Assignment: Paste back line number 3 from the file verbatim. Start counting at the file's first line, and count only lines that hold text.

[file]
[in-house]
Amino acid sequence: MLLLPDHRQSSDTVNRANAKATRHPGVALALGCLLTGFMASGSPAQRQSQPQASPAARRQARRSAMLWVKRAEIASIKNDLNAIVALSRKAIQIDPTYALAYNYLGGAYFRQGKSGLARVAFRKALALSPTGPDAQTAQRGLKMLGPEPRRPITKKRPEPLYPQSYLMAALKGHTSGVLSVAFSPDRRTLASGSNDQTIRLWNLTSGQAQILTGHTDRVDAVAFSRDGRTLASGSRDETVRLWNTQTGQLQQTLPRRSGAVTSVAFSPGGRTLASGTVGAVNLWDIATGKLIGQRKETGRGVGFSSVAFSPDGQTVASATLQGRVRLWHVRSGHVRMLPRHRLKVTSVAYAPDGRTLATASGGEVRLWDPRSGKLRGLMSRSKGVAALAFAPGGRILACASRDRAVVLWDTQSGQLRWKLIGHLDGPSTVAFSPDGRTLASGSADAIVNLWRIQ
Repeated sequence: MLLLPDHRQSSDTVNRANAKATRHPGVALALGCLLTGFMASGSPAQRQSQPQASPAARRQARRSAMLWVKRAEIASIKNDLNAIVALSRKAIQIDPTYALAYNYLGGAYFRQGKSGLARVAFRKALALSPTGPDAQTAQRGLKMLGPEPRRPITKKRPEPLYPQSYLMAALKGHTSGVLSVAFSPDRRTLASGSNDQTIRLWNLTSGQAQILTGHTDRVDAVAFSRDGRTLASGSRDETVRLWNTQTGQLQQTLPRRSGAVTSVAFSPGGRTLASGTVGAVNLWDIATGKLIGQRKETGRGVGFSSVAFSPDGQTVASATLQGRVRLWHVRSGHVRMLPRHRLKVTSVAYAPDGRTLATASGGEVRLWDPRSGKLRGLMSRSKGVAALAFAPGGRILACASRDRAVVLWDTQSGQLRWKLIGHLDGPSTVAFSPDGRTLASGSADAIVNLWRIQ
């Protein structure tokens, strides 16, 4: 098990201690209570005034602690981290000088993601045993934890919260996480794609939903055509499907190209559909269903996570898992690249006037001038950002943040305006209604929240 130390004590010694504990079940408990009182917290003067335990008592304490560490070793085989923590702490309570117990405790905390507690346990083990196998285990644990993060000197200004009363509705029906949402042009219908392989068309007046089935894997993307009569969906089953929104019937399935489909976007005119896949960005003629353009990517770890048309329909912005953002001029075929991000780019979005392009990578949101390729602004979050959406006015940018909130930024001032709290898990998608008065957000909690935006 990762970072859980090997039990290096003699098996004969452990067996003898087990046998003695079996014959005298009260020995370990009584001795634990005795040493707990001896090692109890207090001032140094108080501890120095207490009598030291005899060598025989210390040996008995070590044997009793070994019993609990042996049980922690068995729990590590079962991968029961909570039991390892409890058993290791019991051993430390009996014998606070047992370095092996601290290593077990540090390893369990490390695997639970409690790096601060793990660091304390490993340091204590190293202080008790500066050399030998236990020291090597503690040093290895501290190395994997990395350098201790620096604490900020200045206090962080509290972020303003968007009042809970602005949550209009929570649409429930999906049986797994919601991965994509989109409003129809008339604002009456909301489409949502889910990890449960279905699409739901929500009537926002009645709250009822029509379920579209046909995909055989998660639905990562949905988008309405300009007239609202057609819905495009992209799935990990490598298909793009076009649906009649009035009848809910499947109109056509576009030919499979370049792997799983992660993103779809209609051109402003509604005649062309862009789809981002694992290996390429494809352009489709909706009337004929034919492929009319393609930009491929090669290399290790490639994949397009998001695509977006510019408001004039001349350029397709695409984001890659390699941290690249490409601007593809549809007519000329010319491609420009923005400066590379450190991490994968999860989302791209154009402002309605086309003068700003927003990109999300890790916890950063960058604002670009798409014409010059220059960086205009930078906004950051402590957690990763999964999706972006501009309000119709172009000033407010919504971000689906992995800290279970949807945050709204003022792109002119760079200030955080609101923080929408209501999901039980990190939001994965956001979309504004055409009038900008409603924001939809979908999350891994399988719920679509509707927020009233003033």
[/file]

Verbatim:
Repeated sequence: MLLLPDHRQSSDTVNRANAKATRHPGVALALGCLLTGFMASGSPAQRQSQPQASPAARRQARRSAMLWVKRAEIASIKNDLNAIVALSRKAIQIDPTYALAYNYLGGAYFRQGKSGLARVAFRKALALSPTGPDAQTAQRGLKMLGPEPRRPITKKRPEPLYPQSYLMAALKGHTSGVLSVAFSPDRRTLASGSNDQTIRLWNLTSGQAQILTGHTDRVDAVAFSRDGRTLASGSRDETVRLWNTQTGQLQQTLPRRSGAVTSVAFSPGGRTLASGTVGAVNLWDIATGKLIGQRKETGRGVGFSSVAFSPDGQTVASATLQGRVRLWHVRSGHVRMLPRHRLKVTSVAYAPDGRTLATASGGEVRLWDPRSGKLRGLMSRSKGVAALAFAPGGRILACASRDRAVVLWDTQSGQLRWKLIGHLDGPSTVAFSPDGRTLASGSADAIVNLWRIQ